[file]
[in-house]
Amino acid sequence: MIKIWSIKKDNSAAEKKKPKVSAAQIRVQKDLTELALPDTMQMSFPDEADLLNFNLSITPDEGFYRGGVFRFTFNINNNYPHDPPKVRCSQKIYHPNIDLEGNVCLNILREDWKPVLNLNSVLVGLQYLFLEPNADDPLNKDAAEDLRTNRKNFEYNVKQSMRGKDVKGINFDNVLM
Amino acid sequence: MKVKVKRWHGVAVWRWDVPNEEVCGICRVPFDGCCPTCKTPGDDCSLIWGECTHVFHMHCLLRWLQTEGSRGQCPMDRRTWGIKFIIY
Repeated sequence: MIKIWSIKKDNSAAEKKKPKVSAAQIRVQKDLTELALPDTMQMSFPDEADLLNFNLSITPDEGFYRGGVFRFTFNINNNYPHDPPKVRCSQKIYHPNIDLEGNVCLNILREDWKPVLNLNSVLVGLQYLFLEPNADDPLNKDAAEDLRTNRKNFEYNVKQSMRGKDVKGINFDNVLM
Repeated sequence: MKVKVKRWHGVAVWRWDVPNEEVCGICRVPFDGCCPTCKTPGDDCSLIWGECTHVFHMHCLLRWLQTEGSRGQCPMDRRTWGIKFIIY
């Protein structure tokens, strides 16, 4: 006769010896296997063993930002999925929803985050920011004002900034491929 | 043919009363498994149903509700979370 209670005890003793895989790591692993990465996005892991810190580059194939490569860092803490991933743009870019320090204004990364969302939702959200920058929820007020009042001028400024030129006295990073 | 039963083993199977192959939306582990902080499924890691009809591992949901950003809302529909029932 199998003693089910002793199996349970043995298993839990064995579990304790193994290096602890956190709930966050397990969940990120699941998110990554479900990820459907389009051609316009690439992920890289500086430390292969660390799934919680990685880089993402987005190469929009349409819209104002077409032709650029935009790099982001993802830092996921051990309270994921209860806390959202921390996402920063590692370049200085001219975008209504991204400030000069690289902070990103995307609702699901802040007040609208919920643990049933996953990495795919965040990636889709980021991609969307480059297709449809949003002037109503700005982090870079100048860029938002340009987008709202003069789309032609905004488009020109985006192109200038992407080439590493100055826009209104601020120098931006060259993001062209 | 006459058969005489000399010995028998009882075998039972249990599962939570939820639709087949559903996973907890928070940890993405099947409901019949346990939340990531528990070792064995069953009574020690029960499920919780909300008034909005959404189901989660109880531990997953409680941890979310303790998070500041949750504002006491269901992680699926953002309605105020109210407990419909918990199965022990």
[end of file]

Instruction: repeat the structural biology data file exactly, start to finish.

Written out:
[in-house]
Amino acid sequence: MIKIWSIKKDNSAAEKKKPKVSAAQIRVQKDLTELALPDTMQMSFPDEADLLNFNLSITPDEGFYRGGVFRFTFNINNNYPHDPPKVRCSQKIYHPNIDLEGNVCLNILREDWKPVLNLNSVLVGLQYLFLEPNADDPLNKDAAEDLRTNRKNFEYNVKQSMRGKDVKGINFDNVLM
Amino acid sequence: MKVKVKRWHGVAVWRWDVPNEEVCGICRVPFDGCCPTCKTPGDDCSLIWGECTHVFHMHCLLRWLQTEGSRGQCPMDRRTWGIKFIIY
Repeated sequence: MIKIWSIKKDNSAAEKKKPKVSAAQIRVQKDLTELALPDTMQMSFPDEADLLNFNLSITPDEGFYRGGVFRFTFNINNNYPHDPPKVRCSQKIYHPNIDLEGNVCLNILREDWKPVLNLNSVLVGLQYLFLEPNADDPLNKDAAEDLRTNRKNFEYNVKQSMRGKDVKGINFDNVLM
Repeated sequence: MKVKVKRWHGVAVWRWDVPNEEVCGICRVPFDGCCPTCKTPGDDCSLIWGECTHVFHMHCLLRWLQTEGSRGQCPMDRRTWGIKFIIY
């Protein structure tokens, strides 16, 4: 006769010896296997063993930002999925929803985050920011004002900034491929 | 043919009363498994149903509700979370 209670005890003793895989790591692993990465996005892991810190580059194939490569860092803490991933743009870019320090204004990364969302939702959200920058929820007020009042001028400024030129006295990073 | 039963083993199977192959939306582990902080499924890691009809591992949901950003809302529909029932 199998003693089910002793199996349970043995298993839990064995579990304790193994290096602890956190709930966050397990969940990120699941998110990554479900990820459907389009051609316009690439992920890289500086430390292969660390799934919680990685880089993402987005190469929009349409819209104002077409032709650029935009790099982001993802830092996921051990309270994921209860806390959202921390996402920063590692370049200085001219975008209504991204400030000069690289902070990103995307609702699901802040007040609208919920643990049933996953990495795919965040990636889709980021991609969307480059297709449809949003002037109503700005982090870079100048860029938002340009987008709202003069789309032609905004488009020109985006192109200038992407080439590493100055826009209104601020120098931006060259993001062209 | 006459058969005489000399010995028998009882075998039972249990599962939570939820639709087949559903996973907890928070940890993405099947409901019949346990939340990531528990070792064995069953009574020690029960499920919780909300008034909005959404189901989660109880531990997953409680941890979310303790998070500041949750504002006491269901992680699926953002309605105020109210407990419909918990199965022990």